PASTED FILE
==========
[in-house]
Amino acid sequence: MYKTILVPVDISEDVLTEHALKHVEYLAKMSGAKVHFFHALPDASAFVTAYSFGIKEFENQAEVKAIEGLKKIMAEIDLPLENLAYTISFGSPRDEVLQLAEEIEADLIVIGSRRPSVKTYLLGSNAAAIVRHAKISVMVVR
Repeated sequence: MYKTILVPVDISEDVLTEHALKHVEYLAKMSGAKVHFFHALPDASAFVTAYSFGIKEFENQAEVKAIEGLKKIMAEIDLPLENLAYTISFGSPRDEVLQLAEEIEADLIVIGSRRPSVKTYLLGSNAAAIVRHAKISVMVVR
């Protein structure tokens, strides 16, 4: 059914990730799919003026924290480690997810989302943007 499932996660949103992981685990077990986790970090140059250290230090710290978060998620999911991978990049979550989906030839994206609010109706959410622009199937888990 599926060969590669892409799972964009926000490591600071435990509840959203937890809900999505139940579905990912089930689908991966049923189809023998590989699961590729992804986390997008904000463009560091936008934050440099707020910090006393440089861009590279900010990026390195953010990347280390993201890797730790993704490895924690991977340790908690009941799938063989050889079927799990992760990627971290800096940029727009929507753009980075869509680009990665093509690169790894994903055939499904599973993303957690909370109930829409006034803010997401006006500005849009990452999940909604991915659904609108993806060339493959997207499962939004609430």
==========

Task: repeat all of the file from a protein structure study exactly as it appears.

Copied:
[in-house]
Amino acid sequence: MYKTILVPVDISEDVLTEHALKHVEYLAKMSGAKVHFFHALPDASAFVTAYSFGIKEFENQAEVKAIEGLKKIMAEIDLPLENLAYTISFGSPRDEVLQLAEEIEADLIVIGSRRPSVKTYLLGSNAAAIVRHAKISVMVVR
Repeated sequence: MYKTILVPVDISEDVLTEHALKHVEYLAKMSGAKVHFFHALPDASAFVTAYSFGIKEFENQAEVKAIEGLKKIMAEIDLPLENLAYTISFGSPRDEVLQLAEEIEADLIVIGSRRPSVKTYLLGSNAAAIVRHAKISVMVVR
């Protein structure tokens, strides 16, 4: 059914990730799919003026924290480690997810989302943007 499932996660949103992981685990077990986790970090140059250290230090710290978060998620999911991978990049979550989906030839994206609010109706959410622009199937888990 599926060969590669892409799972964009926000490591600071435990509840959203937890809900999505139940579905990912089930689908991966049923189809023998590989699961590729992804986390997008904000463009560091936008934050440099707020910090006393440089861009590279900010990026390195953010990347280390993201890797730790993704490895924690991977340790908690009941799938063989050889079927799990992760990627971290800096940029727009929507753009980075869509680009990665093509690169790894994903055939499904599973993303957690909370109930829409006034803010997401006006500005849009990452999940909604991915659904609108993806060339493959997207499962939004609430």